REST APIs have allowed us to create modern web and mobile applications; By using the power of an API, we can open up the world of services – pulling in data and sharing information and oiling the wheels of the internet.
But building an API-enabled service also means that you potentially open up your web or mobile application to cybercriminals.
In the first nine months of 2019, 7.9 billion data records were breached; many of these breaches originated at the API layer.
API-enabled systems and services come with an Achilles heel in the form of security vulnerabilities. As APIs have blossomed, data breaches have followed. Here, we take a deep dive into API attack vectors and how using API fuzz testing can help find them.
Top ways API breaches happen
Before you do anything, you need to know what you are dealing with; this is also true for API security. Because web applications use APIs that share data across a very wide surface, if you don’t find a vulnerability first, someone else will.
Fortunately, there is an industry group, the Open Web Application Security Project (OWASP) that researches where APIs are most at risk. The OWASP API Security Project, outlines the ‘top ten’ list of the most at risk areas for an API. Included in this list are vulnerabilities such as:
Security misconfiguration. One of the main ways that APIs can be attacked is if they are insecurely configured. Attackers can easily look for insecure instances of API-based services – such as your API-enabled web application – using the search engine, Shodan. Attackers used Shodan to detect an instance of Elasticsearch which was insecure and open for the world to see; this resulted in personal data of over 56 million US citizens being exposed.
HTTP instead of HTTPS. HTTPS is the secure version of the internet protocol that allows data (such as HTML documents) to be transferred between web servers and clients. If an API-enabled web service uses HTTP instead of HTTPS it will be vulnerable to a cyber-attack where sensitive and personal data can be intercepted and stolen.
Injection attacks. Attackers can use vulnerabilities in an API to introduce (inject) malicious code. This code can make the service act according to an attacker’s wishes, e.g., send the attacker the personal data of users. A cyber-attack at Heartland Payment Systems exposed 134 million credit cards when cybercriminals exploited an injection vulnerability.
Other things to consider:
APIs, by design, often connect across many third-party services. This places API-enabled web services at a high risk of containing vulnerabilities. However, a Deloitte survey found:
“62 percent of CEOs fail to hold their extended enterprise to the same risk standards as their own”.
Because vulnerabilities come in all forms and across the entire extended API surface, API-enabled web applications must be tested in a holistic and dynamic manner.
Hunting for API vulnerabilities
The REST API attack surface is large and complex, often containing many third-party integrations. The very interoperability that REST APIs are designed for, makes them vulnerable. Making headway in locating vulnerabilities in APIs requires a systematic plan of action and smart tools for the job. The following steps are a guide for any API vulnerability hunter when testing their service:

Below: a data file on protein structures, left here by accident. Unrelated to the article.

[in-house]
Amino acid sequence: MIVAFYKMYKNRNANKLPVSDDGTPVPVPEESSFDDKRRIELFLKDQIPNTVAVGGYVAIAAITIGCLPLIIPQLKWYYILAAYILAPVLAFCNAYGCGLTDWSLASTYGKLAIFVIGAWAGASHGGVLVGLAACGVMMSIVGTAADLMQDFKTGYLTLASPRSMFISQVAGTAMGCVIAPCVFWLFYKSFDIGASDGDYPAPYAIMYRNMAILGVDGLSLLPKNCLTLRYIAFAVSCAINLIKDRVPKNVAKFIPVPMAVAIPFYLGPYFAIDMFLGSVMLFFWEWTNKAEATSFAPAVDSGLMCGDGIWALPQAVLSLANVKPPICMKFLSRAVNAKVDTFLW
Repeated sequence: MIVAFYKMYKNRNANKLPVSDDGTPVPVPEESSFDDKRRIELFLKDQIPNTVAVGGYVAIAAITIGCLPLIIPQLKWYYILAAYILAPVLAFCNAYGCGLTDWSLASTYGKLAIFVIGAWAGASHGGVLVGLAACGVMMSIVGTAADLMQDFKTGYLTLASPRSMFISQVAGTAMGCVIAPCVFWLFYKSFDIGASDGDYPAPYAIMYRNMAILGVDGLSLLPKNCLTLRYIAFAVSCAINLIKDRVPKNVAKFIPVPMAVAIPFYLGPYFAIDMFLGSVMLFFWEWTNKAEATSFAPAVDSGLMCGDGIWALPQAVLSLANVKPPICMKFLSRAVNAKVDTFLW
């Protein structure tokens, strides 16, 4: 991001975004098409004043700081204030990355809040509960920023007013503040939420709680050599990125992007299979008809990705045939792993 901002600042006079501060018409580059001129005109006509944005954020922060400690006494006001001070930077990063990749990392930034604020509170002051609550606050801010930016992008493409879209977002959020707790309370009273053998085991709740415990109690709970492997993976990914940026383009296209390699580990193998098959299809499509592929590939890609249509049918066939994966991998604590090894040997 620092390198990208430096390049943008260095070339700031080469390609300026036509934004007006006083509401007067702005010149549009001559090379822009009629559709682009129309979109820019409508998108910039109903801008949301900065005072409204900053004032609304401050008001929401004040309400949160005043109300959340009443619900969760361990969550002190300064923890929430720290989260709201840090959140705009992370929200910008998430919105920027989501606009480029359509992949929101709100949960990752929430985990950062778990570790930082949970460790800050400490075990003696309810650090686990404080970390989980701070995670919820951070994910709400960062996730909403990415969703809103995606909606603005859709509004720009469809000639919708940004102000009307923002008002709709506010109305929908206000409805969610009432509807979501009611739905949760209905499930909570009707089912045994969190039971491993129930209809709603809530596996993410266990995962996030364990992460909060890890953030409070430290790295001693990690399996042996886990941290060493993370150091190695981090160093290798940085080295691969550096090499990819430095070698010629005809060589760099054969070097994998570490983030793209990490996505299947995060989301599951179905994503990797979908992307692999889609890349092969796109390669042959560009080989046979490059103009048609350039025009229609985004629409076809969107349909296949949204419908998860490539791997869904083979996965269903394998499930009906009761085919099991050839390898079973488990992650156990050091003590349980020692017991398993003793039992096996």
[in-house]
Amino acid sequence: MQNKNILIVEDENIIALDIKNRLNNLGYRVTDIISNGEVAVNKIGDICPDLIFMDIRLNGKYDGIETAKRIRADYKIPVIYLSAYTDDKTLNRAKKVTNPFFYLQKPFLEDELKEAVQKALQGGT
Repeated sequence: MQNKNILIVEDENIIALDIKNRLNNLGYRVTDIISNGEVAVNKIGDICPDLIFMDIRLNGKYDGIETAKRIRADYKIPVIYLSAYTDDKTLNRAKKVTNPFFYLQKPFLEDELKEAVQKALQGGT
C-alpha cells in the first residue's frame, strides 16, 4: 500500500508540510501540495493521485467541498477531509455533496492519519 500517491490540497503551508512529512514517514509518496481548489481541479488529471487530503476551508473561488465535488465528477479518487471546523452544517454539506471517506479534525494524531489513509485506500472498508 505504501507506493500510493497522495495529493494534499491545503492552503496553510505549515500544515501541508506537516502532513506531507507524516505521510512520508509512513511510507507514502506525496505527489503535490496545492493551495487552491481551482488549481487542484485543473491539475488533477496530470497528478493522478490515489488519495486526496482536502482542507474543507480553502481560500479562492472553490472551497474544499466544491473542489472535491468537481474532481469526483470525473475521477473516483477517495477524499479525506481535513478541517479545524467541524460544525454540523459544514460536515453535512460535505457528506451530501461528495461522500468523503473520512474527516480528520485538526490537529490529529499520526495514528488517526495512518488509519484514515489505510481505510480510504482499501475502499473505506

Know what you are looking at. Have a blueprint of your expanded API services and all components. Plan out your approach. Make sure it covers everything. You may also need to look at specific compliance areas that impact data security in your industry.
Know your data. What data flows through which web applications? Categorize the data into different levels of priority in-line with your business.
Know your vulnerabilities. Determine which vulnerabilities are a priority. For example, Sucuri’s “Website Threat Report 2019” found that “Primary infection vectors include vulnerable third-party components and software defects.” Prioritization helps when you later detect vulnerabilities.
Black box and fuzz testing for vulnerability detection. To find vulnerabilities in extended cloud services you need to be able to use a tool that can look deeply into the underlying REST APIs.
- API test tools are used to automate and standardize tests across your entire product line.
- Black Box testing is a way to dig deep into the potential attack surface of an API-enabled web application.
- Multi-protocol Fuzz testing works systematically across the entire API surface; the ‘fuzz’ is in the form of random or invalid data.
Apply your vulnerability knowledge. The output from a black box and fuzz testing process is used as part of a risk detection and management process. This builds the information needed by your security team to make sure that no malicious entity exploits an API vulnerability.
Your web service is a valuable commodity, one which a cybercriminal will exploit if they find a way in. Attackers are always on the lookout for API vulnerabilities – so you have to do the same. Using automated tools, such as Fuzz testing, you can beat the hackers at their own game.
Knowing what vulnerabilities exist in your web service is an essential step in the fight against API-based cybercrime.
Concerned you might have an API vulnerability, or just want to be a step ahead of threats? Contact us to schedule a free demo of our network and application vulnerability assessment products.